Posts Tagged ‘Installation’

Press Clutch/Brake Hub Mounting Options

Tuesday, November 13th, 2012
There are many methods to mount a Clutch/Brake hub to the shaft of a Stamping Press or other heavy machinery. Torque Inc will help you pick the best type of connection for your application.  The following is a summary of the benefits and limitations of the various methods:

Key with clearance

Using a clearance fit between the hub and the shaft while and hand fitting the key (or two keys) is the most common method. Clearance of a couple of thousandths of an inch with line/line for the keyway is typical. This connection will likely gradually get loose at some point in time, is likely the most common type used on a press.

Key with interference

Adding a slight interference with a hand fit key is a more permanent solution, albeit requiring a modest heating of the hub (to about 250- 300 degrees F through via oil bath, oven or induction heater). Typical fit of line/line to .001”/.002” for shaft size of 6”.

Key with heavier interference

Increasing shrink to .0005” per inch of diameter (ie. .003” interference for 6” bore ) is achievable with a 300-400 degree heat and dry ice of the shaft. This fit is recommended for high shock load/high reversing loads like shears and high stripping force dies, cold forging etc. Care must be taken not to end up with too tight a fit over a key, in that this can cause the hub to split through the keyway. Heavy interference fits are difficult to remove without damaging the shaft/bore interface.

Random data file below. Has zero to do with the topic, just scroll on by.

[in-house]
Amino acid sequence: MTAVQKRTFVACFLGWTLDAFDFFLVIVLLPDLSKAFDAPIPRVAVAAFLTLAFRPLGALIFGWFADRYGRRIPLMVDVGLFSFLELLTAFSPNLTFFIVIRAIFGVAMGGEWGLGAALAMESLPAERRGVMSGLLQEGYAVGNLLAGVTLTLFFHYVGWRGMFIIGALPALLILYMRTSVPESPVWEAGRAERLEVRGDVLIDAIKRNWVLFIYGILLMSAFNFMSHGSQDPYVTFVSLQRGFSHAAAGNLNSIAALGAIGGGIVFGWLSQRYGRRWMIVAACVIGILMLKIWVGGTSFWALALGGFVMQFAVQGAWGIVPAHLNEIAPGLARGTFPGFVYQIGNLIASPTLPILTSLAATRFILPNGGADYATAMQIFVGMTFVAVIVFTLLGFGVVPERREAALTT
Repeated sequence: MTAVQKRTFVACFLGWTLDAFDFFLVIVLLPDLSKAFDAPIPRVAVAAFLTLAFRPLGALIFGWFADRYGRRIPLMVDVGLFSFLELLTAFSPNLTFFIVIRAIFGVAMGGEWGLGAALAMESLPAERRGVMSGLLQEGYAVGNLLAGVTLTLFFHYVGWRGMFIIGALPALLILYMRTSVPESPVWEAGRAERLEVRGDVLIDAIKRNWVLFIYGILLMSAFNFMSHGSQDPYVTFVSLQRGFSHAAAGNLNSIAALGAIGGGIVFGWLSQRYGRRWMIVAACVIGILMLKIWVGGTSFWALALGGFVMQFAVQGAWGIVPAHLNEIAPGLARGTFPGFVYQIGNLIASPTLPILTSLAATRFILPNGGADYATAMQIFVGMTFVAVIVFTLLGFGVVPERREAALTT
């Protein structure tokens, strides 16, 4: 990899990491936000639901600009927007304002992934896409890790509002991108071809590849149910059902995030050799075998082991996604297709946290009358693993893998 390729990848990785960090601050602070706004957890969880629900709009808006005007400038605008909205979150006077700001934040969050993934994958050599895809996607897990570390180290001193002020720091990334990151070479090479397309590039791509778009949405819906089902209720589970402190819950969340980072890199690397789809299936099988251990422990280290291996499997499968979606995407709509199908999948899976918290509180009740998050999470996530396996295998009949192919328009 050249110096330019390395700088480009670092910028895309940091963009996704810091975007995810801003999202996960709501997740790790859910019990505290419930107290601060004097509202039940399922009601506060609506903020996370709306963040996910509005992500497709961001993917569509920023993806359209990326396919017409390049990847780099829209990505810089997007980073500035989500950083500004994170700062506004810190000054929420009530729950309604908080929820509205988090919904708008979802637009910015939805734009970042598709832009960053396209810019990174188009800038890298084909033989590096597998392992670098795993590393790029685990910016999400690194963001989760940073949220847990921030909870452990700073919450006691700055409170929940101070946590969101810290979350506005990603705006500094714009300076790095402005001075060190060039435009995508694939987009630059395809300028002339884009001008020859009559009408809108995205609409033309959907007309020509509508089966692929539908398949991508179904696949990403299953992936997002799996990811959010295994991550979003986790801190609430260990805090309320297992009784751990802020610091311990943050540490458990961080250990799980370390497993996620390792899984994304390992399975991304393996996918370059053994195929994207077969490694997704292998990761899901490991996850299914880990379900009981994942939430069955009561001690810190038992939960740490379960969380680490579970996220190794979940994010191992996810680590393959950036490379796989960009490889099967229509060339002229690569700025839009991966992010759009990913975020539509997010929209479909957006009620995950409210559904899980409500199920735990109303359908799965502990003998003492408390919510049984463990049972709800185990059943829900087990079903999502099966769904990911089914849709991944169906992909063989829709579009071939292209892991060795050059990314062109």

Heavy Interference without key

Using  a .001” per inch of shaft diameter interference (ie. .006”-.009” shrink for a 6” shaft) , or more, can often times gain enough torque to drive without a key or supplemental locking device. However, we do not recommend retrofitting using this method due to the following problems, indluding but not limited to:
1. Precise material specifications are required,
2. Precise machining is required,
3. Installation is tricky
4. Removal does damage to the shaft and hub bore.

The best system is a Engineered Locking Element without a key